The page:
8 Ways to Collect More Customer Email Addresses | Street Fight

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8 Ways to Collect More Customer Email Addresses

1 Comment 05 August 2014 by

EmailA small business’ success with email marketing is directly tied to its ability to collect email addresses from customers. In a survey of small and midsize businesses, the email marketing service iContact found that the median email subscription list size was nearly 3,500, with 24% of respondents having fewer than 1,000 subscribers on their lists.

Although size is subjective — what is considered a large list to one SMB could be considered a small list to another — the desire to add more subscribers to email marketing lists is nearly universal, and the average merchant hopes to increase his or her email list by 28% this year. In order to achieve that goal, businesses need a strategy that goes beyond just asking customers for their information at the POS.

Here are eight strategies that businesses should consider for collecting more customer email addresses.

1. Leverage online touch points. “Determine where you have the most opportunity to reach your target subscriber audience, both in the online and offline worlds. Does your landing page offer an opt-in for future communication? Your website is the most straightforward source of list growth potential. It sits there every day collecting and directing incoming visitors. For this reason, websites are the single most important method of growing email opt-in lists. Use your web analytics solution to identify the most trafficked areas of your site, so that you can create opt-in opportunities where your visitors will notice them.” (Philip Storey, Lyris)

2. Provide a tangible benefit. “The key to building a database is to provide a tangible benefit, like a loyalty program, which motivates the customer to willingly share their name and email address. With a loyalty program, the business can ask this simple question to which no one says no: ‘May I enroll you in our free rewards program?’ That’s a question that’s met with a lot less resistance than, ‘Can I have your name and email address so you can be added to our email list?’” (Walter Dubowec, Firefly Rewards)

3. Require emails for purchase receipts. “iPad and iPhone POS tools like Shopify, LightSpeed, and Square — there are many more — encourage members to give email addresses so they can receive purchase receipts, warranties, contracts, etc. In this case the ‘ask’ is matter-of-fact: this is how you can get the docs you need.” (Sunil Saha, Perkville)

4. Integrate tools into an email management system. “One of the things we do at Thanx is we integrate directly with existing email management tools — think Mailchimp or Constant Contact. From then on, when a consumer signs up for Thanx and selects an introductory reward, they are given the opportunity to enroll in the merchant’s email list for additional news and special offers. For merchants who turn on this tool, we have increased email signups 10x.” (Zach Goldstein, Thanx)

5. Run contests. “Host a giveaway and ask people to sign up with their emails. You can offer anything from a free breakfast for two, if you are a small restaurant owner, a free T-shirt, or anything else up to a VW camper van. You can promote the contest anywhere — in store, on your website, on social media. Heck, even on the street.” (Didi Zheleva, InTouch CRM)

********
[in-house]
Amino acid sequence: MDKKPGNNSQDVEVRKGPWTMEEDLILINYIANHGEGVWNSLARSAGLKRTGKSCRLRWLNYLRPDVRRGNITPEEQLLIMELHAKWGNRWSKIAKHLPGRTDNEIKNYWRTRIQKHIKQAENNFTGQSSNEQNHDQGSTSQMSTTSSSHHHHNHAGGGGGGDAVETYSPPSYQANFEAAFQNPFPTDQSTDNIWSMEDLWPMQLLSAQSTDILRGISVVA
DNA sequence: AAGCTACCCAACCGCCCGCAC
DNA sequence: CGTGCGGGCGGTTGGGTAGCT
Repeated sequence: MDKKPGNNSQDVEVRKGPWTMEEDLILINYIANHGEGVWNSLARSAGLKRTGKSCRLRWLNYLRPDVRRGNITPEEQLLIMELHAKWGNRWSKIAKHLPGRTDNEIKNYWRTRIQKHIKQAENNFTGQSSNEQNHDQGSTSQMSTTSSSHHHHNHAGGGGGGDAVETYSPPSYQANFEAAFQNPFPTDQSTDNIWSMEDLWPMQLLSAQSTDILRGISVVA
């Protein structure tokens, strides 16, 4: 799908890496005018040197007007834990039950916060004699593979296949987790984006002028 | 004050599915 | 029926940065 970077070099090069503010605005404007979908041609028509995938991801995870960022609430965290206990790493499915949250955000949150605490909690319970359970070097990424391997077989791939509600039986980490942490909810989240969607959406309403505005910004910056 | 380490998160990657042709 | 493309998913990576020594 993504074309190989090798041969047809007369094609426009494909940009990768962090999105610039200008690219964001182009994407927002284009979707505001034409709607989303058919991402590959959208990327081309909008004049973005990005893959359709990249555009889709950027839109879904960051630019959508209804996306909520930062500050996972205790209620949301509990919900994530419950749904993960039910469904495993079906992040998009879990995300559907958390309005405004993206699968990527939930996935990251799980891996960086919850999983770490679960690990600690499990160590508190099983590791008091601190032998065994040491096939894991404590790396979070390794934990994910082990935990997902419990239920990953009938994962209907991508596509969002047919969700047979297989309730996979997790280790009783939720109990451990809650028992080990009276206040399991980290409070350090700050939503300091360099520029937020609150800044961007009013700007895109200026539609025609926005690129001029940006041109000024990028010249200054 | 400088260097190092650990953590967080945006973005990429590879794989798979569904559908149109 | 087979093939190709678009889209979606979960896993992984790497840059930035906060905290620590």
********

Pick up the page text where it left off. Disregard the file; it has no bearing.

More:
6. Consider list rentals. “List rental has long been a staple in the email marketing world. However, the name is a bit misleading in that it gives the impression that one takes physical possession of a list, which is not the case. The most reputable and highest performing lists are those that a list broker or list owner uses to send email messages on your behalf. List rental works well when the list is specifically targeted to your audience and is rented from a reputable provider that follows list maintenance and opt-in best practices.” (Philip Storey, Lyris)

7. Just ask. “Ask for the email address. If a business doesn’t send paper notices for billing, then email address is the method of contact. If a business supplies resources, like gym equipment or swimming pools, snail-mail would be way too slow for resource outages or changes, and phone calls can’t be made en masse. So, email is just the standard way a business notifies members of news about holiday hours and alerts.” (Sunil Saha, Perkville)

8. Make the opt-in clear. “Customers should be made aware before they sign up for anything, and also that there is a clear opt-in. When a customer doesn’t realize they are giving you information about themselves and doesn’t have a clear understanding what the information is intended for, the relationship between customer and brand is damaged.” (Debbie Kim, Index)

Interviews have been edited for length and clarity.

Stephanie Miles is a senior editor at Street Fight.Rainbow over Montclair

  • Suzy Teele

    Great list Stephanie. Email service providers like MailChimp. ConstantContact and SnapRetail provide webforms that a retailers can add to their website to collect email addresses. Some like SnapRetail also provide Facebook apps to do the same from social media.

    However, these same email marketing products have very strong terms and conditions regarding permission marketing – meaning that the retailer should ensure that those they send emails to have given them explicit permission to contact them. Otherwise that small business could be reported as a Spammer and potentially lose the opportunity to email to anyone. So I do disagree with the recommendation to buy a list because it does not follow these permission marketing guidelines.. And we’ve seen that SpamHaus and other SPAM organizations are starting to monitor retailers more closely.

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